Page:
That’s a very fair statement. I have no problem saying that there is more pressure in the 9th, but that there are plenty of pitchers who can handle it. However, I think that as fans, it is very hard for us to make judgements on this kind of stuff, one way or another. If everybody who plays the game seems to think that closing takes a special skill and chemistry does matter to teams, who am I to dispute that when we are really talking about the psychology of the game? Meaning, if people in the game believe things that fly in the face of objective fact, I can argue with that and call them stupid all I want. But when talking about the psychology of the game and the clubhouse, I think that fans come to the debate with a distinct disadvantage of clearly not being in the clubhouse and not having the relevant information.

  • http://www.writingthepine.com SweeterThanJeter

    what do you guys think about this piece on Mark Teixeira?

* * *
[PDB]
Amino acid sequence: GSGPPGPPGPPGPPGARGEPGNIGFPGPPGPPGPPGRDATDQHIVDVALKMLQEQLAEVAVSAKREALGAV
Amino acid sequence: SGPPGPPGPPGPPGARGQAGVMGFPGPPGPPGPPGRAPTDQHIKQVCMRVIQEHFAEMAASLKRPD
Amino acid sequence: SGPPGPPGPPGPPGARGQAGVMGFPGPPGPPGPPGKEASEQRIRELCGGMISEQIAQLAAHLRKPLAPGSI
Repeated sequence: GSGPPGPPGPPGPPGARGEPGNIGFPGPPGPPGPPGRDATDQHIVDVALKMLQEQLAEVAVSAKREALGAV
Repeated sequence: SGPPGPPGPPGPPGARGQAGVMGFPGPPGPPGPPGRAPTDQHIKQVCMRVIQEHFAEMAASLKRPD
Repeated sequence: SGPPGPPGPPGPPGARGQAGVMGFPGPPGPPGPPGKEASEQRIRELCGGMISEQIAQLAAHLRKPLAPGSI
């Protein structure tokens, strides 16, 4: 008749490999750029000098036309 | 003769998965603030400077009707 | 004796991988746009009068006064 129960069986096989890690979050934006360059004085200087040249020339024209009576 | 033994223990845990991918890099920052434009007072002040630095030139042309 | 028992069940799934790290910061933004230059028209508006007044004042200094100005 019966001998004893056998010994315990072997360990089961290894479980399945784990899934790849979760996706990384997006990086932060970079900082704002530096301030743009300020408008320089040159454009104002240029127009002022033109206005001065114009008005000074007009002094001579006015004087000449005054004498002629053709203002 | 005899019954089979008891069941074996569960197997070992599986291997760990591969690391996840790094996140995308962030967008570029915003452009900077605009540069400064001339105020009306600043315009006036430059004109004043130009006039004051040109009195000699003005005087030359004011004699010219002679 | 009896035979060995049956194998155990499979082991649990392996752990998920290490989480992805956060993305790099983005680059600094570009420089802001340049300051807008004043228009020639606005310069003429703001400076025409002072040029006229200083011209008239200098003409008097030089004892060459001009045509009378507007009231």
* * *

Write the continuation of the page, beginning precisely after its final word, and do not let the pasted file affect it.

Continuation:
• I Remember Celerino Sanchez

      It’s a bit light on content.

    • LiveFromNewYork

      You might want to provide a link to it in a post about him or hitting. This one is about closers. I’m not trying to be a dink but your points will get more traction when they’re on topic.

  • Mike HC

    This was one of my favorite RAB posts thus far. All the new age stats are great. There is much value in all of them, but I think it is dangerous to forget that there is a human element involved that cannot be quantified. RAB is maybe the foremost Yankee stat centered blog that I know of, and I’m happy to see that they can at least recognize the game is “maybe” about more than just analyzing all kinds of statistical formulas.